Apologia for Aboveground Mass: Moral Considerations for Priests

We love and pray for our priests. We need them to level up. The hour grows late.


A somewhat helpful Rorate Caeli article appeared a while back, analyzing the moral case of a layperson assisting at Holy Mass within a territory where Masses have been suspended by the local bishop – a situation that some have aptly described as “CancelChurch.”

The act in question: A layman’s non-compliance with such an order from his bishop.

The author’s conclusion:

[I]n light of the conclusions that a) a bishop may be wrong in his decision to suspend Masses, b) the faithful have fundamental rights to the sacraments and liturgical life, and c) an unjust law is no law at all, I conclude that a person during the COVID-19 pandemic could, with a clear conscience, assist at underground Masses.

Full article here


However, there is one chronologically prior and far more grave moral consideration, which we would like to address here: namely, the case of the priest prohibiting, whether in reality or only ostensibly, the faithful’s attendance at Mass for the sake of public health. We include here the case of Catholic priests opting to offer secret Masses (that is, “underground,” in hidden non-compliance with a civil and/or episcopal order), because the central moral considerations are identical.

The only actor we have in view here is the priest, i.e., the individual prohibiting (even if only apparently) the faithful’s presence at the Holy Sacrifice. As always, of paramount concern is the morality of an act’s “object” – and thus we proceed to:

1. The Object of the Priest’s Act

The object of the act in this case may be specified as: prohibiting free and publicly discoverable attendance at Holy Mass to Catholics.

Specifying the object of the act gets us closer to its objective rightness or wrongness by way of two immediate observations, one following the other: a) such a prohibition can never directly serve a supernatural end, be it the glory of God or the salvation of souls, and thus: b) such a prohibition is only ever legitimately inflicted by lawful authority as a punishment, in view of the desired effect of spiritual conversion of a delinquent (indeed, such prohibition is the gravest of ecclesiastical punishments, and for this reason is only enactable by the highest offices of the Church for the most serious crimes).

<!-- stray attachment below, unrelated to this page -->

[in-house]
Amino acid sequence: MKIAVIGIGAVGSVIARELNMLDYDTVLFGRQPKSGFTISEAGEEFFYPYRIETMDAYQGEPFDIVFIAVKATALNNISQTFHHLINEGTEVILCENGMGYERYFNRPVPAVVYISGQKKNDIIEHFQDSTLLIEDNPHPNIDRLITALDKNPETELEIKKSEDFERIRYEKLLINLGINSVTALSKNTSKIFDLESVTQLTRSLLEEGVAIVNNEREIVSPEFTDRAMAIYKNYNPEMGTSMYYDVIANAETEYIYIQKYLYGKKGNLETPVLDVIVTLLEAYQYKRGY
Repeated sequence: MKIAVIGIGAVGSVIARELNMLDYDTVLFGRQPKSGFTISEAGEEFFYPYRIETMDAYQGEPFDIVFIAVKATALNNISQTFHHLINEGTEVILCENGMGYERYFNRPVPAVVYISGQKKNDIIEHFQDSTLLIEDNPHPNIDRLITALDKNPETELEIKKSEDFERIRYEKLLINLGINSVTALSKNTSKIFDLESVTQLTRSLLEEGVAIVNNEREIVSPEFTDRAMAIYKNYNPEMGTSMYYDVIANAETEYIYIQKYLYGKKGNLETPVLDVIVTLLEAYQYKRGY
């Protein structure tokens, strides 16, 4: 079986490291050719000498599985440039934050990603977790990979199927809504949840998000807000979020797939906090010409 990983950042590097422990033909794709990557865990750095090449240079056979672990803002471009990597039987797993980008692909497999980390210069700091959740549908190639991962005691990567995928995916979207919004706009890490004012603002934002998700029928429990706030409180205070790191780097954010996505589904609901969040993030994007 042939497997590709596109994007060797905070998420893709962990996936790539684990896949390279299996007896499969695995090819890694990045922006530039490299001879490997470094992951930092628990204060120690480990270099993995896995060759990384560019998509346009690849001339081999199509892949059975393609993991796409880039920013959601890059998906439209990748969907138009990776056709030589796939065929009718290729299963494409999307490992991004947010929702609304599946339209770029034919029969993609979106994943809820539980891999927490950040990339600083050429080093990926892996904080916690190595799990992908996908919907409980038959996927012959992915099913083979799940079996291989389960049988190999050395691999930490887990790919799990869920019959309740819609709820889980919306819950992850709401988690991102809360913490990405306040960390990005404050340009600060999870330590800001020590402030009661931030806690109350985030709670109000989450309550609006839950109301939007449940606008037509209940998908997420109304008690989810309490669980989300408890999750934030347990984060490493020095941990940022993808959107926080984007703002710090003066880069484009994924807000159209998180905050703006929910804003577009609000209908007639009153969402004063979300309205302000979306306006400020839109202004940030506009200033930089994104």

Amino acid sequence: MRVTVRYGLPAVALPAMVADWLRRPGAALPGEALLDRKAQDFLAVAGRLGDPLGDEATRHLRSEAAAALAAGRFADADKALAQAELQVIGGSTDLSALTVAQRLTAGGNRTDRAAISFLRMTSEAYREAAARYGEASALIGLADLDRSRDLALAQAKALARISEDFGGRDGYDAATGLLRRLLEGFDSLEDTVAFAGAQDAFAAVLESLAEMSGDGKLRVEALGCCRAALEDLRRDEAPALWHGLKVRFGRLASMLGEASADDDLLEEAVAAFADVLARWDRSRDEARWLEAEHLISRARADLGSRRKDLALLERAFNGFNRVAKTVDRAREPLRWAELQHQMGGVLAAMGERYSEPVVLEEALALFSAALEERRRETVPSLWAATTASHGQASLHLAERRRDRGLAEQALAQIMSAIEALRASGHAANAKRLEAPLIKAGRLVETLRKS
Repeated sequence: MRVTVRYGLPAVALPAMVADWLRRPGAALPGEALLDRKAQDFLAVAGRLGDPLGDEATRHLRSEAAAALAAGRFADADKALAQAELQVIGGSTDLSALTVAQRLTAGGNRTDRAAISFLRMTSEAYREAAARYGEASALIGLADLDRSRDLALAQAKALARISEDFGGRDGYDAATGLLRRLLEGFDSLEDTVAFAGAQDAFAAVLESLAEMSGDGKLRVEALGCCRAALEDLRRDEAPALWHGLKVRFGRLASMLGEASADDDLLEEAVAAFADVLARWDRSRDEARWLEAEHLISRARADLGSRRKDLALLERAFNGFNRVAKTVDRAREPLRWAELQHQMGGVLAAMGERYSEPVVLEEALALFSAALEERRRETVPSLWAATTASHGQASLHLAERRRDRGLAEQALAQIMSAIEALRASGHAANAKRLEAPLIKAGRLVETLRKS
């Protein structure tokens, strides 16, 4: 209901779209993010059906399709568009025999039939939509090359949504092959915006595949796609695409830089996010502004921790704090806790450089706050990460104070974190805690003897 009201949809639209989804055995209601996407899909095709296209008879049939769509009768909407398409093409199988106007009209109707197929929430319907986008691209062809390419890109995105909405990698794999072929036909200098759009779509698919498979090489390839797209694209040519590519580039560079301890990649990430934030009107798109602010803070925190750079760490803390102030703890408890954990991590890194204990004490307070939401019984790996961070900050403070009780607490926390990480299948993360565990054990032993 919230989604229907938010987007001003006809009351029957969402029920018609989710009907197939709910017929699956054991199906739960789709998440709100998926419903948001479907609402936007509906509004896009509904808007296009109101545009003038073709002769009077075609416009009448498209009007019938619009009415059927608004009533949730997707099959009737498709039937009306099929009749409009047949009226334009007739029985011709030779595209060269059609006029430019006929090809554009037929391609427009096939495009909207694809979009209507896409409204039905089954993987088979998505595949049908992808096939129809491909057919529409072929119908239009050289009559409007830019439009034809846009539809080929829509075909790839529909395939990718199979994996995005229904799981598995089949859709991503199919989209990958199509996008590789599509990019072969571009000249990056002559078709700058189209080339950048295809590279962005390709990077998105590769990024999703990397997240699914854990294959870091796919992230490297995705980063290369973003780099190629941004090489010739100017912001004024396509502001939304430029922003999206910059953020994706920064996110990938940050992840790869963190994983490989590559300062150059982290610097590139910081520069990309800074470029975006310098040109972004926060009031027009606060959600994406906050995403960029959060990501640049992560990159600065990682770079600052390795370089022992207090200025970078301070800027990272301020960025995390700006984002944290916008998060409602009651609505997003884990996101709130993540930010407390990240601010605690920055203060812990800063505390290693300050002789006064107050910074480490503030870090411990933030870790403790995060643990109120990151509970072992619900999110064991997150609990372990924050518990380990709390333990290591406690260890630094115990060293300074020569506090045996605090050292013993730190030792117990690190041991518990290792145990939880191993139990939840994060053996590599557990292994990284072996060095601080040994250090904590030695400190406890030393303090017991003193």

An initial question, then, to any priest and bishop who has in the past, or currently is, or would in the future prohibit the faithful from attending Mass: Are you punishing someone? After all, you are the one locking the door.

At this point, the moral permissibility of CancelChurch should already fall apart: For, if the only legitimate circumstance for such a prohibition is ecclesiastical punishment for grave canonical crimes, and CancelChurch firmly denies that Mass is being forbidden as a punishment (on the contrary, it’s said to be for our good), then it must follow that such prohibitions are contrary to the glory of God and the salvation of souls, and thus may never be carried out.

Related Considerations: Scandal and heresy

We come now to two major considerations connected to the object of the act: scandal and heresy. For, regardless of the priest’s intention or circumstances, the objective prohibition of Mass in the name of public health will always give scandal: it unfailingly gives the impression, in layman’s terms, that “Mass just ain’t that special.”

Not only is such a scandal harmful to Catholics, but far more so to those outside the Church, as it undermines the marks of the Church and her motives of credibility: her divine origin, her essential holiness, her supernatural orientation. What are non-Catholics to make of our claim to be a divine institution, when nearly all our clerics have publicly regarded her highest function, the Holy Sacrifice of the Mass, as no more “essential” than the functionality of the local Walmart? More to it, if this is an error on the part of the hierarchy, why are no priests prepared to cry foul in the public sphere, in order to mitigate such a scandal?